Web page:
Pontificia Universidad Católica Madre y Maestra
Santiago, Dominican Republic
Area of Study
History, International Economics, Latin American Studies, Race Studies
Taught In English
Recommended U.S. Semester Credits3
Recommended U.S. Quarter Units4
Hours & Credits
This course will examine, in an introductory form, the reality of Haiti and the Dominican Republic, emphasizing the historical structure of both societies as well as historical, political, economic and cultural factors that have influenced the relations of both nations. There will also be complementary activities, such as a visit to a batey and/or the border region (Dajabón) and viewing videos, among others.
By the end of the course, the students will understand the roots that explain the contradictory relations of both nations, as characterized by their simultaneous cooperative and tension-filled nature.
Unit I: Historic landmarks that established Dominican-Haitian relations.
1.1 Spanish and French establishment on the island of Hispaniola
1.2 The first international treaties; tolerance and acceptance of the French on the island
1.3 Cession of the western part of the island to France in the Treaty of Basilea
1.4 Explanations of the natural economy of both parts of the island; nation making; Haiti, an exporting nation; Spanish Santo Domingo, a sustenance economy
1.5 Impact of the Haitian Revolution; characteristics; causes; the military stamp of Dessalines (after effects of the impact)
1.6 The Haitian occupation of the eastern part of the island of Hispaniola, 1822-1844
1.7 Dominican independence; characteristics
1.8 The regimes of Trujillo and Duvalier
*If English is not the student’s native language.
Unit II: Natural economy of the two societies. Impact on their relations.
2.1 Migrations and Haitian manual labor
2.2 The border; commercialization and contraband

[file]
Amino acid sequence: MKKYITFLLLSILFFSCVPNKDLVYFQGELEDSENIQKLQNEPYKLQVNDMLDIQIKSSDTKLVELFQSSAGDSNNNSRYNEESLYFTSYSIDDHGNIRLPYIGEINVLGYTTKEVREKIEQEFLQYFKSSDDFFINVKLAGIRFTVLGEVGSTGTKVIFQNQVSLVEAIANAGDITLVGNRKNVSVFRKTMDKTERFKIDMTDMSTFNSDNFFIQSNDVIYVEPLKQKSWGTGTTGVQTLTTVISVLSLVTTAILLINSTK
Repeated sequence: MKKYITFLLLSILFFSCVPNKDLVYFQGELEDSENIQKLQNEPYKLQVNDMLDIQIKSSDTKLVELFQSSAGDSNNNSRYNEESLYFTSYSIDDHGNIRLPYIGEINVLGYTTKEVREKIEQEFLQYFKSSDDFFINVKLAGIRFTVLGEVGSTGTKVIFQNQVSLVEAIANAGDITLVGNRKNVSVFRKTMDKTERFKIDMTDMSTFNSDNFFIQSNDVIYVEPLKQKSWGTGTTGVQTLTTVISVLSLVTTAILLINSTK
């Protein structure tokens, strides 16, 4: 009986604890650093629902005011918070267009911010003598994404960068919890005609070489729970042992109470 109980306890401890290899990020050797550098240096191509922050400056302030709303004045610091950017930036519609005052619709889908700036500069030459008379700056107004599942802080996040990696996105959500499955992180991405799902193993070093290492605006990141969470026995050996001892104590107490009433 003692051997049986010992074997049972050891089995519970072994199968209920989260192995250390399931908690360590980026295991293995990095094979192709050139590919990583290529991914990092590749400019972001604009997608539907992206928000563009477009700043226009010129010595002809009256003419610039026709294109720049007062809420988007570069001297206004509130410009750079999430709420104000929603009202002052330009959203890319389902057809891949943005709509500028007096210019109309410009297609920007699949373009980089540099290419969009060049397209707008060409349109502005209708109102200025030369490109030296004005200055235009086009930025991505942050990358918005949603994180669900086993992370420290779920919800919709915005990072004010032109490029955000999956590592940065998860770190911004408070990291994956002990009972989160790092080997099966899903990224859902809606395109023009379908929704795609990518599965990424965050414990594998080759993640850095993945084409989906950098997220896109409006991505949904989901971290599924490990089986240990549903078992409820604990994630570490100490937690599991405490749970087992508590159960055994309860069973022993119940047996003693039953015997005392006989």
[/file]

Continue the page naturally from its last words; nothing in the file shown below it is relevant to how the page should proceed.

2.3 The Haitian space and rural misery
2.4 The Dominican space and its urbanization of the poor
Unit III: Diversity and cultural parallelism
3.1 Racial prejudices in Haiti and the Dominican Republic; the phenomenon of
antihaitianism; does antidominicanism exist?
3.2 The religious phenomenon and Dominican-Haitian syncretism; Vodún and its
special features in both nations; Ga-gá
3.3 Haitian painting and its influence in the Dominican cultural market
3.4 The border and the bateys as cultural spaces; the language/family relations/
3.5 Haitian and Dominican literature; poetry
3.6 Beliefs, legends and myths
Unit IV: Contradictory analytical perceptions of Dominican-Haitian relations.
4.1 “Unmemorizing” and historical instrumentilization
4.2 Traditional historiography; Hispanic-oriented concepts; the threat syndrome
4.3 Reading the historic structure of the Dominican-Haitian question; two societies,
two cultures, one island, one common history; two wings of the same bird
4.4 A geo-political problem?
Evaluation Units to evaluate Percentage 1st Partial Exam Unit I 25% 2nd Partial Exam Units II, III, IV 25% Final Work 25% Participation 10% Homework, class input 15% Total 100%
Courses and course hours of instruction are subject to change.
Eligibility for courses may be subject to a placement exam and/or pre-requisites.